Behind the scenes at Marquette’s Helfaer Theater

Eva Sotomayor

Theater is often said to be “the greatest” of all art forms. But have you ever wondered what goes into a play?  A tour of the backstage of Marquette’s Helfaer Theater reveals everything that goes into production, from carefully crafted costumes to the elaborate, detailed scenery that brings it all together.

 

 

photos by Alex Alvarez

What do they perform?

The theater department produces five plays a year. Four of the plays are for a college audience, while the other is geared towards children, especially kids in the Milwaukee Public School System. Plays are chosen based on a variety of reasons, according to Debra Krajec, a director and assistant associate professor in the Theater Department. Of the four college directed shows, Marquette produces a play chosen “just for fun”, a musical, a Shakespearean play, and in spirit of Marquette’s “Be the Difference” motto, a social justice play.

 

Set Design 

A play’s scenery has to be as accurate as possible. When a play is selected, students in charge of scenic design have to research the time frame the play is set. The scenic designers devote hours upon hours to learning about all the historic aspects that a story denotes; every little detail is taken into account. After the set is first designed and sketched out, it’s time for the carpenters and the crew to actually build the stage. The construction of the stage is mostly done in the “shop,” which is a large room in the back of the theater. It is in the shop that the crew spends months constructing intricate backdrops, furniture and props. After the play is done, the props are saved and stored so that students can use them for future productions. But that’s not all. Sometimes, a little baking goes on. There’s a stove and an oven in the theater for scenes that require actors eat or drink.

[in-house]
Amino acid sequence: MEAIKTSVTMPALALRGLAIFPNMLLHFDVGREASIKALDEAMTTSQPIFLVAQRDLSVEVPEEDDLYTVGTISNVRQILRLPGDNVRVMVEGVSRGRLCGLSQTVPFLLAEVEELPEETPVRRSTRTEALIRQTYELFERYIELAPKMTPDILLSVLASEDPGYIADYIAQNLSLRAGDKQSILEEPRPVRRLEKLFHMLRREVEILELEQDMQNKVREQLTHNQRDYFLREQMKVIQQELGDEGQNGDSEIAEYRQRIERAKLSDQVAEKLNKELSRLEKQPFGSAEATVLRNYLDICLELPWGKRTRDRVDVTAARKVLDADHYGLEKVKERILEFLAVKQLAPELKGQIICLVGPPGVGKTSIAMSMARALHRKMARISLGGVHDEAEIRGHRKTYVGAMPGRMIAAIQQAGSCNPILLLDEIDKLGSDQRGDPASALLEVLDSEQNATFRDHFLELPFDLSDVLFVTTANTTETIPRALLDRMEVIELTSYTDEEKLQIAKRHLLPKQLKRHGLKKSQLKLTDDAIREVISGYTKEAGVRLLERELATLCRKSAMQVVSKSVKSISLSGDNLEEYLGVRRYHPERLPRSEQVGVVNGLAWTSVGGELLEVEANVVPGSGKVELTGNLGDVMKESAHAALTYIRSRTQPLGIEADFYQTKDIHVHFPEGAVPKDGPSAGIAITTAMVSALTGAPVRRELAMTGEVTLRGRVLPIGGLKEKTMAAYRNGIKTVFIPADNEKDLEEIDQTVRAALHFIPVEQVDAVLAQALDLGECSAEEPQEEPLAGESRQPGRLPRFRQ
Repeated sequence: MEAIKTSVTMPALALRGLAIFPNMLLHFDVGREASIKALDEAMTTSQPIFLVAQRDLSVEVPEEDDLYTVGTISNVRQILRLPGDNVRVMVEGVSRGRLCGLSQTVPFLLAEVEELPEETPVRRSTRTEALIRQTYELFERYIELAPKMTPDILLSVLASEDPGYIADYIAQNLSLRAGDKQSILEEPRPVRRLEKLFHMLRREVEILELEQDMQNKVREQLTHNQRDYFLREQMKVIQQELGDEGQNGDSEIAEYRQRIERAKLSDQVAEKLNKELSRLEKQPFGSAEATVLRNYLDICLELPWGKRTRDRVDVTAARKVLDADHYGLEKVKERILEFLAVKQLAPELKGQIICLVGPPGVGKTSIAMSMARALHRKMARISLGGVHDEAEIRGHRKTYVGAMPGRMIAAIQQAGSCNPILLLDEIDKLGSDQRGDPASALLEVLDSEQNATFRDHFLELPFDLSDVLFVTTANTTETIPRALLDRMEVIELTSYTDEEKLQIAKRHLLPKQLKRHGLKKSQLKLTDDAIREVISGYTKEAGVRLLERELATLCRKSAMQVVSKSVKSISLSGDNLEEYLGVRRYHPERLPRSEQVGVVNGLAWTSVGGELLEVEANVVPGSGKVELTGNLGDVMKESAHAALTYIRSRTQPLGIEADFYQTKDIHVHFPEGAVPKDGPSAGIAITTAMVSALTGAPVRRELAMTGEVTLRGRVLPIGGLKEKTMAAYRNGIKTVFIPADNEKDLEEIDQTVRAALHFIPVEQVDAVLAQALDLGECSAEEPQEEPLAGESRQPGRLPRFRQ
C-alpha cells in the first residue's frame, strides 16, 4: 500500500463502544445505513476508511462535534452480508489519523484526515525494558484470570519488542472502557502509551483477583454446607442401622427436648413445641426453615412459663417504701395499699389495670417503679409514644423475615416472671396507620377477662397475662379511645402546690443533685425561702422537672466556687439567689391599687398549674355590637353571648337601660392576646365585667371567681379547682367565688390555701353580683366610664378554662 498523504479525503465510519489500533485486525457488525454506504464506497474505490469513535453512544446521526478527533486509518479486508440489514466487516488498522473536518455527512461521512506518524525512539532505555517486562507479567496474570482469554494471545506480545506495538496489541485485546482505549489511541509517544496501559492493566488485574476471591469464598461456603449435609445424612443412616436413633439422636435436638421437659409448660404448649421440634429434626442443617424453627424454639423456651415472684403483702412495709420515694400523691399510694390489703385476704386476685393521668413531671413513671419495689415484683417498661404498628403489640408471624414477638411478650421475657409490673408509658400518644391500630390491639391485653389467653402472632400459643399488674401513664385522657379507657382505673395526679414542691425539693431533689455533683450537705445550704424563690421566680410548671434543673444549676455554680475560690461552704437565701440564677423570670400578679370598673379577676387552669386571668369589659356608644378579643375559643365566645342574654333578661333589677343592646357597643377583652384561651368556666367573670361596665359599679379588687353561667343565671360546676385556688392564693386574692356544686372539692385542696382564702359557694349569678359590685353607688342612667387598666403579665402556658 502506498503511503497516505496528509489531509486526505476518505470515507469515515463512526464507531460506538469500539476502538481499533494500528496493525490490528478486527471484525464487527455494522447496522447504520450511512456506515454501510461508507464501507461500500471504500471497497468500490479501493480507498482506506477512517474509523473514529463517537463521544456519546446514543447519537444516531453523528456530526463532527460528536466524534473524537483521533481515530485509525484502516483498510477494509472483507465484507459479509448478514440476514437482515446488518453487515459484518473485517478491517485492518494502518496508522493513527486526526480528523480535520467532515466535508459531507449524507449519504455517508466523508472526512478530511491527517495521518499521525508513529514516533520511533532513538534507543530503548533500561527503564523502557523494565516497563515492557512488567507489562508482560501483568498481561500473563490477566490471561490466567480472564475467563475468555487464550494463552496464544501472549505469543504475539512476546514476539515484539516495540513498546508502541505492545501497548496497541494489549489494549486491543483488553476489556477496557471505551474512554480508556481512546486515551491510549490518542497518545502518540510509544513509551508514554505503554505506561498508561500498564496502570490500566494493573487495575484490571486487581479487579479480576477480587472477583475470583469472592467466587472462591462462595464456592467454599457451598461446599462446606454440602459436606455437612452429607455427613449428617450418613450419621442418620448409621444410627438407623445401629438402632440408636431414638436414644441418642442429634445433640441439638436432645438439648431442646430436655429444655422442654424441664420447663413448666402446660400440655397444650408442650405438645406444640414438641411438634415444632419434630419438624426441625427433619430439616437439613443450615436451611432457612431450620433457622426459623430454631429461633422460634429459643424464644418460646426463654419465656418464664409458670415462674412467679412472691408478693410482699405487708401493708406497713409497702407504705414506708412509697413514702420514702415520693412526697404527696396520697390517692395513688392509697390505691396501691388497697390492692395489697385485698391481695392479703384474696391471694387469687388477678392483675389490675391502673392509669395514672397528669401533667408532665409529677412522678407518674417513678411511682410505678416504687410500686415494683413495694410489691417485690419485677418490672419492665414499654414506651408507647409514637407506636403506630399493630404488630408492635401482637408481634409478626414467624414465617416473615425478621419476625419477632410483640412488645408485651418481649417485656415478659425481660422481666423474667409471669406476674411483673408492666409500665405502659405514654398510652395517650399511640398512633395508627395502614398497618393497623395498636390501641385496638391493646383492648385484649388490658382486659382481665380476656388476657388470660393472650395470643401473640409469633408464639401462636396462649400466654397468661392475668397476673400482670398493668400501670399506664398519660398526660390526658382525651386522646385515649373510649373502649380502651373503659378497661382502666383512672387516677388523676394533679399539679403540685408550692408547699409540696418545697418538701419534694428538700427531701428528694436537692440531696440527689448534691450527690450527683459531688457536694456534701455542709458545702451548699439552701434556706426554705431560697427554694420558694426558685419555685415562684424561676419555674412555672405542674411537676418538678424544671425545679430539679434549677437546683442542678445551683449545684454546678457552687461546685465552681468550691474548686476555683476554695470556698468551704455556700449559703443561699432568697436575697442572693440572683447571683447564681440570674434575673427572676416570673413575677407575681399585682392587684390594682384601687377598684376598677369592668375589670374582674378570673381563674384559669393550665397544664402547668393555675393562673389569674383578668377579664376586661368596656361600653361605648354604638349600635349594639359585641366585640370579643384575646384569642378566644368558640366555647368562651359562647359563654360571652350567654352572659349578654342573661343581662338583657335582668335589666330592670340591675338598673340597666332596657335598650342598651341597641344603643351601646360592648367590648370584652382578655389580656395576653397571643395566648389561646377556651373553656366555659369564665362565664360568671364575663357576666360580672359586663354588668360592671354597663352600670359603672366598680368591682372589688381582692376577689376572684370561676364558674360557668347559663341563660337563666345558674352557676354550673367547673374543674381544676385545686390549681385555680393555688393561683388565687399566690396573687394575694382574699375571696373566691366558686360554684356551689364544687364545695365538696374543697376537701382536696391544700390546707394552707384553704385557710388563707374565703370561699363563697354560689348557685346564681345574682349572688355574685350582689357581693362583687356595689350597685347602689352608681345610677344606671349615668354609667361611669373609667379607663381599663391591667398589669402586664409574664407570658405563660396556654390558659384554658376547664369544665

Stage Manager 

Sitting in the upper level of the theater is the stage manager. The stage manager has the best seat in the house, but also one of the most important and vital jobs in the play. He or she sits facing center stage during the performance while reading the script. The stage manager then gives cues to the lighting and sound crew to make sure everything runs according to plan. It is his or her job to oversee everything that is happening onstage and make sure that it is all happening at the correct time.

 

Costume Design Studio